Data & Reports

Data for Planning

The public health approach is data driven. Begin or fine tune your violence prevention program by defining the problem: Is this a problem of gang violence, school safety, community violence or multiple forms of violence that can be addressed through shared risk and protective factors? Then identify the risk and protective factors related to the problem. Find data on these factors for your city or zip code (See “Data Sources for Evaluation.”) Don’t forget the protective factors which are assets you can build on to lower risk. Look up stream at the social determinants of health affecting your area.

datapage1Next select strategies based on the factors related to the type of violence occurring in your focus area. See “Our Programs” for strategies implemented in Salinas CA or select programs from the internet sources listed at the bottom of that page. Check that your selection of strategies influences the problem at multiple levels of the Social-Ecological Model.

Data Sources for Evaluation

Getting consistent data for tracking your progress can be a challenge. Much of the data for the Salinas Violence Reduction Strategic Plan is pulled from the California Healthy Kids Survey (CHKS). Look at CHKS school district reports from districts throughout California. The CHKS data is similar to the Behavioral Risk Factor Surveillance System (BRFSS), conducted in other States.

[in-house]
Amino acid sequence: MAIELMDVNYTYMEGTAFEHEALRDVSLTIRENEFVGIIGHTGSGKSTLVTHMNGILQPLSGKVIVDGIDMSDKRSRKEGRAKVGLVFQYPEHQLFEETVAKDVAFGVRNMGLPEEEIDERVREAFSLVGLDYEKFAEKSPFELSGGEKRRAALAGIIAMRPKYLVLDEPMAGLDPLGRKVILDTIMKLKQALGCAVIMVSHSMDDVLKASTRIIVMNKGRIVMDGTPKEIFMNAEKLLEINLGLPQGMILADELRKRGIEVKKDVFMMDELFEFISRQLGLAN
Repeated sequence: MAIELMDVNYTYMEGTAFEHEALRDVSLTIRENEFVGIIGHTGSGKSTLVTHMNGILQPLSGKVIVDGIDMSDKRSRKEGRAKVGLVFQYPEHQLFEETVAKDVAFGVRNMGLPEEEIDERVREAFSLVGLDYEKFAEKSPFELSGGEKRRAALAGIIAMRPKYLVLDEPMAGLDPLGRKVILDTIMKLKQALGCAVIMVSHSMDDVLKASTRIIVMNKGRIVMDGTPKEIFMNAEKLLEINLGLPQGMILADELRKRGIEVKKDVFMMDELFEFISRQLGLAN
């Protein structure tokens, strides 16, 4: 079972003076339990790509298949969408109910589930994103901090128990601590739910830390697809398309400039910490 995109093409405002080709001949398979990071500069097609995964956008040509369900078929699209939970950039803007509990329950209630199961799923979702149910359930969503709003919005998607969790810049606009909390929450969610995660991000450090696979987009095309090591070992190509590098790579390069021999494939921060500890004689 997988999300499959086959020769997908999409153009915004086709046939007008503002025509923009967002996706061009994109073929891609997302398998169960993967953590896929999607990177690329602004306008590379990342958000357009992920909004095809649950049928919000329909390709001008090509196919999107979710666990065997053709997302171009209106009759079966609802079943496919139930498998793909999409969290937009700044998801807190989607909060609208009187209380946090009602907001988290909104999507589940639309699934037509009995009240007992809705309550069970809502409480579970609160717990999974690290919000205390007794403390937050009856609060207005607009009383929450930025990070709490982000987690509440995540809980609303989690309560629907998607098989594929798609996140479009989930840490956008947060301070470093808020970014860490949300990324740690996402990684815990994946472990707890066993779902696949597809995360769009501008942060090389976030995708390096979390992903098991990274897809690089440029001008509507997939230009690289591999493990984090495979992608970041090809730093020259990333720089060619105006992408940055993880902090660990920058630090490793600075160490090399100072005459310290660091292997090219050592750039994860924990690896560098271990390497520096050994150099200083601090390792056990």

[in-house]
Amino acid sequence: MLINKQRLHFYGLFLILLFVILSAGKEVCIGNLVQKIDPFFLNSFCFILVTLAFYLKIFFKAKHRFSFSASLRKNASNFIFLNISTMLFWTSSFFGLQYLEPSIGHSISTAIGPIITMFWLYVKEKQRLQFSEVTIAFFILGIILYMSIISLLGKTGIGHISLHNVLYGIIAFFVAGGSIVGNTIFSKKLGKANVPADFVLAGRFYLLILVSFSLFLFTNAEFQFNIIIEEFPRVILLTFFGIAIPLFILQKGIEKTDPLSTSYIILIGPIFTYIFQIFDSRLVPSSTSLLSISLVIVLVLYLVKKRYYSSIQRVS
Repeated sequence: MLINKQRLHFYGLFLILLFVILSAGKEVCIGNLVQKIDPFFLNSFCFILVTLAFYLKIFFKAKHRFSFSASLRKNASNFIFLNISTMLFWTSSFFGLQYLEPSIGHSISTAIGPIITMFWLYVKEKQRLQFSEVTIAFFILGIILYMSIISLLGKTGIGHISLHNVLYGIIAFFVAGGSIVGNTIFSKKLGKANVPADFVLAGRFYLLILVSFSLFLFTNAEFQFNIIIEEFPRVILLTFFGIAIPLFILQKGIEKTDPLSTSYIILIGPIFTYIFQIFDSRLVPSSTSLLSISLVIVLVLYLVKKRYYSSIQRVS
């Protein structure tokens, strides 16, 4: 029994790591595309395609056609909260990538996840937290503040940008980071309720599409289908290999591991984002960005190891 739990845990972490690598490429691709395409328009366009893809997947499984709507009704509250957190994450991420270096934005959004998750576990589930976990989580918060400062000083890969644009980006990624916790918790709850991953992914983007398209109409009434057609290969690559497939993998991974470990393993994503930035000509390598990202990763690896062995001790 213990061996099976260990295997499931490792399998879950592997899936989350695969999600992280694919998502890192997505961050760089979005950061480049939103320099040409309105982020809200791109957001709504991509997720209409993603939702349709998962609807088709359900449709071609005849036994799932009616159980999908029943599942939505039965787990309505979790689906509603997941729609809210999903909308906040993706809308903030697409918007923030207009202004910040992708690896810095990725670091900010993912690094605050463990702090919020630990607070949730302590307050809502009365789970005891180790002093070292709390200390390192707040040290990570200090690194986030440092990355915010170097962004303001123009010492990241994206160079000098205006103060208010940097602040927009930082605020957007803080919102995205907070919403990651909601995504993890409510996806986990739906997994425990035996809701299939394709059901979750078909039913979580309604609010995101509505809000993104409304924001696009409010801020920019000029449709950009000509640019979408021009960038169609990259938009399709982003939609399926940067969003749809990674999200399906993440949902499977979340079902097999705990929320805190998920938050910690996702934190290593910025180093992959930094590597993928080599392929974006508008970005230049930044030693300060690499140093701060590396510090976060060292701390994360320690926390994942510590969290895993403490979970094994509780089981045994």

datapage2Explore the census! American Fact Finder-Community Facts is the easiest place to start. Begin by entering a state, county, city, or zip code and press GO. In the box to the left, pick a topic and see a fast fact in the box to the right, as well as other tables with more details. If you want to track changes in a topic over time, click on individual years in the small box to the left of the more detailed table. Income, employment, education and poverty are among the dozens of topics related to violence prevention that are available in the census.

The FBI’s Uniform Crime Report allows you to build simple tables using your local police department data. Or you can create a graph tracking local crime, from 1985 to the most recent year available. Then calculate the local crime rate with population data from American FactFinder page of the U. S. Census. The California Office of the Attorney General also provides more detailed crime data at the city, county and state levels.